|Finger, Fernando - UNIV FED DE VICOSA BRAZIL|
Submitted to: American Society of Sugarbeet Technologists
Publication Type: Proceedings
Publication Acceptance Date: March 21, 2001
Publication Date: N/A
Interpretive Summary: Sugarbeet roots contain a number of enzymes capable of degrading sucrose. These enzymes are present at harvest and cause a significant loss of sucrose during postharvest storage and processing of roots. Although the role of individual sucrose degrading enzymes is unknown, sucrose synthase and acid invertase have been implicated in postharvest sucrose loss. Two isoenzymes of sucrose synthase have been identified in sugarbeet roots. Two soluble acid invertase isoenzymes have also been identified, although nearly all acid invertase activity in sugarbeet roots is due to a single acid invertase isoenzyme. The activities of the two sucrose synthase isoenzymes and the major acid invertase isoenzyme of sugarbeet roots were determined with respect to temperature and pH to assess their ability to degrade sucrose at conditions typical of postharvest storage and processing. All three enzymes were capable of degrading sucrose at the cold temperatures encountered during storage. All three enzymes were also capable of degrading sucrose at the conditions likely to be encountered during the early stages of processing.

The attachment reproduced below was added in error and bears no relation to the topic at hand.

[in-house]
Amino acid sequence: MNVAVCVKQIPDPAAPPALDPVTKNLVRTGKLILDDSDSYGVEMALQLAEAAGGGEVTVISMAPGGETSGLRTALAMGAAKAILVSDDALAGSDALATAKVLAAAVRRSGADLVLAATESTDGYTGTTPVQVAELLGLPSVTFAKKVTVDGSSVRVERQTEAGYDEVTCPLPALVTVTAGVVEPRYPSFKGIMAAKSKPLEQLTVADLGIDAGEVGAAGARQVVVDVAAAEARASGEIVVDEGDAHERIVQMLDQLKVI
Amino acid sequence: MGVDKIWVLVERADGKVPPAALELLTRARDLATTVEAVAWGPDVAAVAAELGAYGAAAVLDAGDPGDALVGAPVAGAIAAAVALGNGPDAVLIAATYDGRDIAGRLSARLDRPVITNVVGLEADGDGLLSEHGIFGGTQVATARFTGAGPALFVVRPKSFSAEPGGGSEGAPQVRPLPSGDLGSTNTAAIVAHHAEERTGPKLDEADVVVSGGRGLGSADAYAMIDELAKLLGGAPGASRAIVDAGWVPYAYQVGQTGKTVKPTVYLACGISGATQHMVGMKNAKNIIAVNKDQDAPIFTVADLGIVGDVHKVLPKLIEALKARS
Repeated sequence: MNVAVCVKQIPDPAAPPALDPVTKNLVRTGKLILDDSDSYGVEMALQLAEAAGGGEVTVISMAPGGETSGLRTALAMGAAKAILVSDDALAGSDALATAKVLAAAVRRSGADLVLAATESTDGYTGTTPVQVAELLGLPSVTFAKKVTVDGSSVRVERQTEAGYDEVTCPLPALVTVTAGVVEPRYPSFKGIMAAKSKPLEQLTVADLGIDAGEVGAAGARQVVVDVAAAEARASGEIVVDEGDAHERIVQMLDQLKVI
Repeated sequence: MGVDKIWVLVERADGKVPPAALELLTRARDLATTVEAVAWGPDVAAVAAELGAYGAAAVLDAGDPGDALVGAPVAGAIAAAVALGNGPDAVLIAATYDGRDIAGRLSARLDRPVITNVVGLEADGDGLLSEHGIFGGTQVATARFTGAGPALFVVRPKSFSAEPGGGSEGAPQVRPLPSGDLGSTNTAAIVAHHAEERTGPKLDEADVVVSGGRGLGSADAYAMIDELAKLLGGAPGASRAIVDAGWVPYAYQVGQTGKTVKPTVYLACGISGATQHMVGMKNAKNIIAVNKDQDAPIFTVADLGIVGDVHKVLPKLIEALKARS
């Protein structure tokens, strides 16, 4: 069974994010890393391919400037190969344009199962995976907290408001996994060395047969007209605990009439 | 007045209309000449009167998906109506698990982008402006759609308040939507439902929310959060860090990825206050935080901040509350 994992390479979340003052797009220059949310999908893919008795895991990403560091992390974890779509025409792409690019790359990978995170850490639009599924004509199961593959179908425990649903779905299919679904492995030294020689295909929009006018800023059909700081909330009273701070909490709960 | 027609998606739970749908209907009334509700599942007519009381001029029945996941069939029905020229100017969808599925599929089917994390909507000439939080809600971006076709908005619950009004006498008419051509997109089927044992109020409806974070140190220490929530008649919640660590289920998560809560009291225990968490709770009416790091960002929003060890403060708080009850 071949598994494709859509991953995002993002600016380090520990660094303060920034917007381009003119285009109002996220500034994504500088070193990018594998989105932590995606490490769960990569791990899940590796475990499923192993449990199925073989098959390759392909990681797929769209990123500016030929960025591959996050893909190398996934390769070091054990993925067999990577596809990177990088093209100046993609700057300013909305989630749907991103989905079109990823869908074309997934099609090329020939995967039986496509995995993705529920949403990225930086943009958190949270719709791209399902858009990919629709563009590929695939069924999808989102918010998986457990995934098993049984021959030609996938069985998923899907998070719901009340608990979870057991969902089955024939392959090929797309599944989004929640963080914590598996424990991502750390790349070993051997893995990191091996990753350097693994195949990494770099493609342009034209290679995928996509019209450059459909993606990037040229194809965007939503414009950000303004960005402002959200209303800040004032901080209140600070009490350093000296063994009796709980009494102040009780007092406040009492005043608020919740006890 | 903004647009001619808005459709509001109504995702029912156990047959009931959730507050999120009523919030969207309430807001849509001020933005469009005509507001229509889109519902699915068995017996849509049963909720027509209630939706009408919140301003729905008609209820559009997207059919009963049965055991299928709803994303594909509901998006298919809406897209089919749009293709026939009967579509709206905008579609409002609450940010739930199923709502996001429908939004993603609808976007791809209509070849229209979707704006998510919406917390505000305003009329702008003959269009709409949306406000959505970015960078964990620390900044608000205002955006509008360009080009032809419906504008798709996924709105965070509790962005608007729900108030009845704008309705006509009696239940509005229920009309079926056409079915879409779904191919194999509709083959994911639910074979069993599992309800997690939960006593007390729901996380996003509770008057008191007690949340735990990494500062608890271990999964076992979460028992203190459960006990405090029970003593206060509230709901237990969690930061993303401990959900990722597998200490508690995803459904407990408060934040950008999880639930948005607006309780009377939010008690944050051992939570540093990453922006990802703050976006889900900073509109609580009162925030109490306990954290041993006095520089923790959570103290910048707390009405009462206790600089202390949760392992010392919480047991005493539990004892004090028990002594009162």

Technical Abstract: The enzymatic conversion of sucrose to invert sugars is responsible for a significant loss of sucrose during postharvest storage and processing. Sucrose catabolism causes sucrose loss directly by the degradation of sucrose and indirectly by the formation of invert sugars that increase the loss of sugar to molasses. The enzymes acid invertase and sucrose synthase have been implicated in postharvest sucrose loss. Some of the biochemical properties of the major soluble acid invertase (AcInv) and two sucrose synthase isoenzymes (SucSynI and SucSynII) were determined to assess their ability to degrade sucrose under conditions typical of storage and processing. Temperature activity profiles revealed that all three enzymes are capable of degrading sucrose at the low temperatures that occur in storage. AcInv, SucSynI and SucSynII retain 16, 8 and 14% of their activity at 5 deg C. Complete inactivation of these enzymes required temperature of 65 deg C or greater. AcInv and SucSynII were completely inactivated at 60 deg C; SucSynI was completely inactivated at 65 deg C. The sucrose synthase isoenzymes exhibited a surprising degree of heat stability, with a temperature optimum for activity of 45 to 50 deg C. AcInv exhibited a plateau of activity at pH 5.0 to 5.5 and was activated 7.5 fold with a decrease in pH from 5.0 to 3.0, possibly due to the loss of an inhibitor. SucSynI and SucSynII exhibited maximum activity at pH 6.5 and 7.0 respectively. These studies suggest that potential sucrose loss by these enzymes during sugarbeet root processing can be minimized by control of temperature and pH conditions.